Last week, the Vermont Public Utility Commission made a significant decision to lift the enrollment cap for the Tesla Powerwall home battery backup system. This move was in response to a request from Green Mountain Power (GMP), following a series of severe storms that highlighted the need for reliable backup power. The decision to remove the cap reflects the increasing demand for home batteries in light of climate change and extreme weather events.
Green Mountain Power aims to enhance storm resiliency and ensure reliable power supply to its customers, particularly after the challenges faced this year. Mari McClure, the President and CEO of GMP, expressed her satisfaction with the decision, emphasizing that expanding access to programs like the Powerwall will help keep customers powered up during tough conditions.
Previously, the Powerwall program and the Bring Your Own Device (BYOD) program had an annual cap of 500 customers since 2020. However, due to high demand, the waitlist for the Powerwall program has now reached 1,200 customers, extending into 2026. The recent historic flooding in Vermont prompted an additional 300 customers to join the waitlist this summer, highlighting the urgent need for reliable backup power systems.
Green Mountain Power offers two options for customers to obtain Powerwall batteries. They can either pay $55 per month for 10 years or make a one-time payment of $5,500, saving $1,100 compared to the monthly lease option. Tesla covers the standard installation costs, making it more accessible for customers.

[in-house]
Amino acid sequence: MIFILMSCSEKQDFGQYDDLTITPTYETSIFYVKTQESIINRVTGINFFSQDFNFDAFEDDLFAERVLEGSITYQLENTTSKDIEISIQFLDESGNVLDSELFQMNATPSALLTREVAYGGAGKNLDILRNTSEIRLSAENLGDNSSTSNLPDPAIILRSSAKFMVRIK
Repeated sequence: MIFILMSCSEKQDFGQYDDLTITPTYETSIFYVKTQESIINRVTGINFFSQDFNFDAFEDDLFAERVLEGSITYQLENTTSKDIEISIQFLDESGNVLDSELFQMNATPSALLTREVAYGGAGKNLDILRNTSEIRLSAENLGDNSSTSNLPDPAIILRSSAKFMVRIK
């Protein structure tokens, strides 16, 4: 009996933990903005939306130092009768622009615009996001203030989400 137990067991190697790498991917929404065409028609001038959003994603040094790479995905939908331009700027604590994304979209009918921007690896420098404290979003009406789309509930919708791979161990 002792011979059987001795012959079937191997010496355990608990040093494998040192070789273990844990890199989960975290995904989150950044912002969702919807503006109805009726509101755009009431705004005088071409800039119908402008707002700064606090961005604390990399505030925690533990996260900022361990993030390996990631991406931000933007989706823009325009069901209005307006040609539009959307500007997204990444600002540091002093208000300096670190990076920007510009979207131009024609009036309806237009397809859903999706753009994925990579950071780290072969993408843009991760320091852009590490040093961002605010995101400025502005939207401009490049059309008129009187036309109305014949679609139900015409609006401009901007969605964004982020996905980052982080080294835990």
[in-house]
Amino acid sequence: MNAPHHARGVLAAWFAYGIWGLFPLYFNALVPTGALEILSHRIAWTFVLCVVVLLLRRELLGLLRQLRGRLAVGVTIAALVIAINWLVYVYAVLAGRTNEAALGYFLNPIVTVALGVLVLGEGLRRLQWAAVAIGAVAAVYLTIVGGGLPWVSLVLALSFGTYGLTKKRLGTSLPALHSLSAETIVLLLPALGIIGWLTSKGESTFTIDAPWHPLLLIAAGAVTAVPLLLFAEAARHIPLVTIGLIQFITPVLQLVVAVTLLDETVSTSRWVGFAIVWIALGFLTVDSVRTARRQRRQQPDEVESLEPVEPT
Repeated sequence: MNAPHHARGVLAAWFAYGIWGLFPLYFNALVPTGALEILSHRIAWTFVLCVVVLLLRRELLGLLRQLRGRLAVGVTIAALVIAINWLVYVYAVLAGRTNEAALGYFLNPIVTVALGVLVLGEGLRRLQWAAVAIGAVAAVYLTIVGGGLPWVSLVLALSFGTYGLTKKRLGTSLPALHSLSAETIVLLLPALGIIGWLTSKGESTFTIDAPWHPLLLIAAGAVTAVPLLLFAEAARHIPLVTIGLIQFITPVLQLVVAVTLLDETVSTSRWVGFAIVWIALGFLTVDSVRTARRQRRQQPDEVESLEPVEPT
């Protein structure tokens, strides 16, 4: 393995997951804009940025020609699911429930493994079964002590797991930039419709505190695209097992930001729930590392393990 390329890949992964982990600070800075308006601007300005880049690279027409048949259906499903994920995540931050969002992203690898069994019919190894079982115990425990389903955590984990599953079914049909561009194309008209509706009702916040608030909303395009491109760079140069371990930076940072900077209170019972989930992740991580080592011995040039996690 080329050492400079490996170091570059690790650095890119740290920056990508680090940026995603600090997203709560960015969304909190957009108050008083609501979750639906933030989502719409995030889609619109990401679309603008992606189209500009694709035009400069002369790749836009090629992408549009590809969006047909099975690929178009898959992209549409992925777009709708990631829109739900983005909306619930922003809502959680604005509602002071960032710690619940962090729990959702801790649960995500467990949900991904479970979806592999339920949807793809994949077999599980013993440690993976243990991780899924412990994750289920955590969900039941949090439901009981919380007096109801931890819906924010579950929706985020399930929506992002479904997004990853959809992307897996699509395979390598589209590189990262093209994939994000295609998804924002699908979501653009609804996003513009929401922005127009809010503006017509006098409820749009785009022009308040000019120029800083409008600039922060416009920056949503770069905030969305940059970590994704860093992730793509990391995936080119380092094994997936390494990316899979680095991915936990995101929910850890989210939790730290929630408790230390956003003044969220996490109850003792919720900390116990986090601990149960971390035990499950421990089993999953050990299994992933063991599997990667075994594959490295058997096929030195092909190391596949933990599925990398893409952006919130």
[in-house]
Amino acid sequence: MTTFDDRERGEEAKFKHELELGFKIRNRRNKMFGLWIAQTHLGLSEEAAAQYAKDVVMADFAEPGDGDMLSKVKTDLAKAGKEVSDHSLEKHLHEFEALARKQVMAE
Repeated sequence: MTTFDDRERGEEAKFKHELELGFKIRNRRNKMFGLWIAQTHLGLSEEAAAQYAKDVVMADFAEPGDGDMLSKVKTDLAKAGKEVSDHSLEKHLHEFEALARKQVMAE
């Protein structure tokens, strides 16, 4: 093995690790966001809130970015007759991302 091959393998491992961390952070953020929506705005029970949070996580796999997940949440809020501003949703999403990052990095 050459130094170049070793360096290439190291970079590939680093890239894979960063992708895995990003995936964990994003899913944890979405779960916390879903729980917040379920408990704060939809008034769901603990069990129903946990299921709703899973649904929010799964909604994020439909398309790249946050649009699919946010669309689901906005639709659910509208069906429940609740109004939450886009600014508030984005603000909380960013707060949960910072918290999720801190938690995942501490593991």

In addition to the Powerwall program, GMP also offers the Bring Your Own Device option, allowing customers to purchase and install one of six other brands of storage batteries. These brands include Emporia, Enphase, Generac PWRcell, Solar Edge, and Sonnen. While customers are responsible for the upfront costs of these batteries, GMP provides a rebate of up to $10,500 based on the amount of power shared during peak demand. This incentivizes customers to participate in the program and contribute to the overall grid stability.
By utilizing a network of stored energy from both Powerwall and BYOD batteries, GMP can access up to 50 megawatts of power when needed. This approach allows the utility to save up to $3 million per year by operating a virtual power plant. It not only benefits customers by providing reliable backup power but also contributes to a more resilient and sustainable energy infrastructure.
Among the two programs, the Tesla Powerwall has been the more popular choice, with installations in the homes of 2,600 customers compared to 313 customers who opted for the BYOD program. This popularity can be attributed to the reputation and reliability of Tesla’s products in the energy storage market.
The decision to lift the enrollment cap for the Tesla Powerwall in Vermont demonstrates the growing recognition of the importance of home battery backup systems. As climate change leads to more frequent and severe weather events, ensuring access to reliable power becomes crucial. By expanding access to programs like the Powerwall, Vermont is taking proactive steps towards a more resilient and sustainable energy future.
– Green Mountain Power
– Vermont Public Utility Commission
– Dan D’Ambrosio at Gannett.com